Civil Contingencies

To ask the Secretary of State for Environment, Food and Rural Affairs what additional expenditure above that identified prior to 1 April 2002 was spent in 2002–03 on national and regional resilience work for essential services; what additional expenditure above that identified prior to 1 April 2002 will be spent in 2003–04 on national and regional resilience work for essential services; whether arrangements exist to release expenditure during the current financial year for resilience projects under consideration for essential services; and if she will make a statement. [113789]

The essential services which emergency and business continuity plans support within my Department have all been met from within allocated budgets. If a re-allocation of budget is required to meet changed needs in these areas then budgets can be reprioritised accordingly.

Countryside And Rights Of Way Act

To ask the Secretary of State for Environment, Food and Rural Affairs what the cost of mapping open countryside and registered common land under the provisions of the Countryside and Rights of Way Act 2000 has been; what the estimated cost of completing the mapping process is; and if she will make a statement. [113847]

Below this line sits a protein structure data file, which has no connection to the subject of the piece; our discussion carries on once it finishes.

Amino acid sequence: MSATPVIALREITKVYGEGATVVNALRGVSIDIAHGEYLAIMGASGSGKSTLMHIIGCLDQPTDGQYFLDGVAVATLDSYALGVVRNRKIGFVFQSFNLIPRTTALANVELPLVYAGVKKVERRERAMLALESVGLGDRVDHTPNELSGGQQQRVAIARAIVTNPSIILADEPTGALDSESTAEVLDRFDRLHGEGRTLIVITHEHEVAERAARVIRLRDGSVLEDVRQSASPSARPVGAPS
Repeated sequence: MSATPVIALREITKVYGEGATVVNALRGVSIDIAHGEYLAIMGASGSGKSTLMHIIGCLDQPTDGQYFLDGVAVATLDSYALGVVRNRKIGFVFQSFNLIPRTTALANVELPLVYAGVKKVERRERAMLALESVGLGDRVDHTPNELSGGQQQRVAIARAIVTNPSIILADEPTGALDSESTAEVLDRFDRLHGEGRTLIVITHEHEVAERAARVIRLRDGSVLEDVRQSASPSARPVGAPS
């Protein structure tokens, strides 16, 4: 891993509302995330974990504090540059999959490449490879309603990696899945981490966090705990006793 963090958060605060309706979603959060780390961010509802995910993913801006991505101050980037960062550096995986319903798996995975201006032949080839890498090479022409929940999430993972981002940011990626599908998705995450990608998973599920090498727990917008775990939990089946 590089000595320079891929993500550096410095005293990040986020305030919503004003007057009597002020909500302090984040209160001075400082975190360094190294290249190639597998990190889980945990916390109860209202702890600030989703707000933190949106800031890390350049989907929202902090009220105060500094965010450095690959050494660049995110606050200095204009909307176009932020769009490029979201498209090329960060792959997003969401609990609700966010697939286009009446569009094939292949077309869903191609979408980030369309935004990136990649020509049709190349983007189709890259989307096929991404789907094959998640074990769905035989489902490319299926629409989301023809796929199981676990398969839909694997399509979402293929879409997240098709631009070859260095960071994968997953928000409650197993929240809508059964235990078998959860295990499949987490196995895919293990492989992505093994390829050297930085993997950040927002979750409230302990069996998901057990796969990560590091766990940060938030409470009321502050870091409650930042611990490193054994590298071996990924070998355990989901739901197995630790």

By the end of March the Countryside Agency had spent £13.5 million on implementing part 1 of the Countryside and Rights of Way Act 2000, mostly on mapping open countryside and registered common land. The figure includes payments to the contractors, Black and Veatch; consultation and dissemination of information on the mapping process; and the Agency's staff and running costs. A further £1.5 million has been spent by the Planning Inspectorate to deal with appeals against the inclusion of land on the provisional maps of open country and registered common land.The scale, and therefore the cost, of the remainder of the mapping project will depend on the volume of comments made to the Agency on the three further draft maps and on the number of appeals on the six provisional maps still to be issued.The Agency has developed a predictive model to help it plan and manage the mapping work, and it will review the assumptions in this model regularly, in the light of experience in successive mapping areas. The Government and the Agency will work closely together to ensure the completion of the mapping project to timetable.